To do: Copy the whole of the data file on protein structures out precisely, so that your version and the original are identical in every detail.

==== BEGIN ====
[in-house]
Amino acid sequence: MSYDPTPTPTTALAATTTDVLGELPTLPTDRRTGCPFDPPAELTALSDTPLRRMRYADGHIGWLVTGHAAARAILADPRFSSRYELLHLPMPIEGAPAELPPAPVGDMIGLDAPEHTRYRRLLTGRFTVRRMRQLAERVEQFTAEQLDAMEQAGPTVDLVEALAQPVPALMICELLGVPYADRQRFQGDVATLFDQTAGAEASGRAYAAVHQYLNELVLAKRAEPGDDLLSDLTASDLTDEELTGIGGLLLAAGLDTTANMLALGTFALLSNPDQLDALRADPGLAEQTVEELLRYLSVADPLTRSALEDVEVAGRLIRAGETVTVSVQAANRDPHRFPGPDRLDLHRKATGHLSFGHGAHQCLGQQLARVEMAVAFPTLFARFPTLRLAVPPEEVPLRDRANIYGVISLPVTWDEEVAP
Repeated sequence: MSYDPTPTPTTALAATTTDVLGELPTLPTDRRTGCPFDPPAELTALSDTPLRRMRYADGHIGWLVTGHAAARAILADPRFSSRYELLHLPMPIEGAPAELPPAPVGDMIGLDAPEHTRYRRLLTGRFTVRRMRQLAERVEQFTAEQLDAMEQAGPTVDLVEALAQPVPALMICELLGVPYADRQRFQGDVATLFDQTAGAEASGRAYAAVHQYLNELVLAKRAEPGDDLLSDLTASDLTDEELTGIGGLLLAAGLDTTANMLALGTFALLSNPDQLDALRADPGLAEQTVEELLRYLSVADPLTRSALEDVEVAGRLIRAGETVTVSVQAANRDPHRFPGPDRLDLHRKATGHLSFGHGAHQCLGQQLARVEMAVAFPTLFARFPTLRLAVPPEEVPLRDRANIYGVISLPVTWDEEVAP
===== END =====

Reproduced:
[in-house]
Amino acid sequence: MSYDPTPTPTTALAATTTDVLGELPTLPTDRRTGCPFDPPAELTALSDTPLRRMRYADGHIGWLVTGHAAARAILADPRFSSRYELLHLPMPIEGAPAELPPAPVGDMIGLDAPEHTRYRRLLTGRFTVRRMRQLAERVEQFTAEQLDAMEQAGPTVDLVEALAQPVPALMICELLGVPYADRQRFQGDVATLFDQTAGAEASGRAYAAVHQYLNELVLAKRAEPGDDLLSDLTASDLTDEELTGIGGLLLAAGLDTTANMLALGTFALLSNPDQLDALRADPGLAEQTVEELLRYLSVADPLTRSALEDVEVAGRLIRAGETVTVSVQAANRDPHRFPGPDRLDLHRKATGHLSFGHGAHQCLGQQLARVEMAVAFPTLFARFPTLRLAVPPEEVPLRDRANIYGVISLPVTWDEEVAP
Repeated sequence: MSYDPTPTPTTALAATTTDVLGELPTLPTDRRTGCPFDPPAELTALSDTPLRRMRYADGHIGWLVTGHAAARAILADPRFSSRYELLHLPMPIEGAPAELPPAPVGDMIGLDAPEHTRYRRLLTGRFTVRRMRQLAERVEQFTAEQLDAMEQAGPTVDLVEALAQPVPALMICELLGVPYADRQRFQGDVATLFDQTAGAEASGRAYAAVHQYLNELVLAKRAEPGDDLLSDLTASDLTDEELTGIGGLLLAAGLDTTANMLALGTFALLSNPDQLDALRADPGLAEQTVEELLRYLSVADPLTRSALEDVEVAGRLIRAGETVTVSVQAANRDPHRFPGPDRLDLHRKATGHLSFGHGAHQCLGQQLARVEMAVAFPTLFARFPTLRLAVPPEEVPLRDRANIYGVISLPVTWDEEVAP